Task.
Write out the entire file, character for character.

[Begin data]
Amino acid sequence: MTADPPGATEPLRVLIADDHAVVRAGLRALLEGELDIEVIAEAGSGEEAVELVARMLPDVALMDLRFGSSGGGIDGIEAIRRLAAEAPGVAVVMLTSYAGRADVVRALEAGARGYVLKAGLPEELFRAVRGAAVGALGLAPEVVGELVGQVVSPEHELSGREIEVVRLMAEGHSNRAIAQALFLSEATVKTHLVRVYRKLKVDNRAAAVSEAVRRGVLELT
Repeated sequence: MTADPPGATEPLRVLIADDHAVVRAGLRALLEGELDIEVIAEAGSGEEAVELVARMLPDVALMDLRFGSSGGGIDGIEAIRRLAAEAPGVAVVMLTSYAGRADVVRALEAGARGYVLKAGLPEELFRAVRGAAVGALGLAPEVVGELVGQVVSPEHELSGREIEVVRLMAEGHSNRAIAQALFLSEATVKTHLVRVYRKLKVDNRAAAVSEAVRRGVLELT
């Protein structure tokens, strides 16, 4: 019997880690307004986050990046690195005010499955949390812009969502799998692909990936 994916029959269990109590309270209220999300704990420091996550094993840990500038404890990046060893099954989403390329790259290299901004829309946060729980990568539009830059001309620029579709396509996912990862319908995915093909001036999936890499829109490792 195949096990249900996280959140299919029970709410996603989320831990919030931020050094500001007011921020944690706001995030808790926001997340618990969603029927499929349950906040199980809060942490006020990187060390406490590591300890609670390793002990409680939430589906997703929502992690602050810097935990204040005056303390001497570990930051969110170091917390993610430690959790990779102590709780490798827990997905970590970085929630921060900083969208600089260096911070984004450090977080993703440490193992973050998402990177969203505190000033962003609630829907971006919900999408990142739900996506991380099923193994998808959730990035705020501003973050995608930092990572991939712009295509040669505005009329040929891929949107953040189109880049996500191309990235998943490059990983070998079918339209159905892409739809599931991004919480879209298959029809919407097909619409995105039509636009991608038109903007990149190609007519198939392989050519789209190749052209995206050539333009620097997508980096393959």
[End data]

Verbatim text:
Amino acid sequence: MTADPPGATEPLRVLIADDHAVVRAGLRALLEGELDIEVIAEAGSGEEAVELVARMLPDVALMDLRFGSSGGGIDGIEAIRRLAAEAPGVAVVMLTSYAGRADVVRALEAGARGYVLKAGLPEELFRAVRGAAVGALGLAPEVVGELVGQVVSPEHELSGREIEVVRLMAEGHSNRAIAQALFLSEATVKTHLVRVYRKLKVDNRAAAVSEAVRRGVLELT
Repeated sequence: MTADPPGATEPLRVLIADDHAVVRAGLRALLEGELDIEVIAEAGSGEEAVELVARMLPDVALMDLRFGSSGGGIDGIEAIRRLAAEAPGVAVVMLTSYAGRADVVRALEAGARGYVLKAGLPEELFRAVRGAAVGALGLAPEVVGELVGQVVSPEHELSGREIEVVRLMAEGHSNRAIAQALFLSEATVKTHLVRVYRKLKVDNRAAAVSEAVRRGVLELT
């Protein structure tokens, strides 16, 4: 019997880690307004986050990046690195005010499955949390812009969502799998692909990936 994916029959269990109590309270209220999300704990420091996550094993840990500038404890990046060893099954989403390329790259290299901004829309946060729980990568539009830059001309620029579709396509996912990862319908995915093909001036999936890499829109490792 195949096990249900996280959140299919029970709410996603989320831990919030931020050094500001007011921020944690706001995030808790926001997340618990969603029927499929349950906040199980809060942490006020990187060390406490590591300890609670390793002990409680939430589906997703929502992690602050810097935990204040005056303390001497570990930051969110170091917390993610430690959790990779102590709780490798827990997905970590970085929630921060900083969208600089260096911070984004450090977080993703440490193992973050998402990177969203505190000033962003609630829907971006919900999408990142739900996506991380099923193994998808959730990035705020501003973050995608930092990572991939712009295509040669505005009329040929891929949107953040189109880049996500191309990235998943490059990983070998079918339209159905892409739809599931991004919480879209298959029809919407097909619409995105039509636009991608038109903007990149190609007519198939392989050519789209190749052209995206050539333009620097997508980096393959």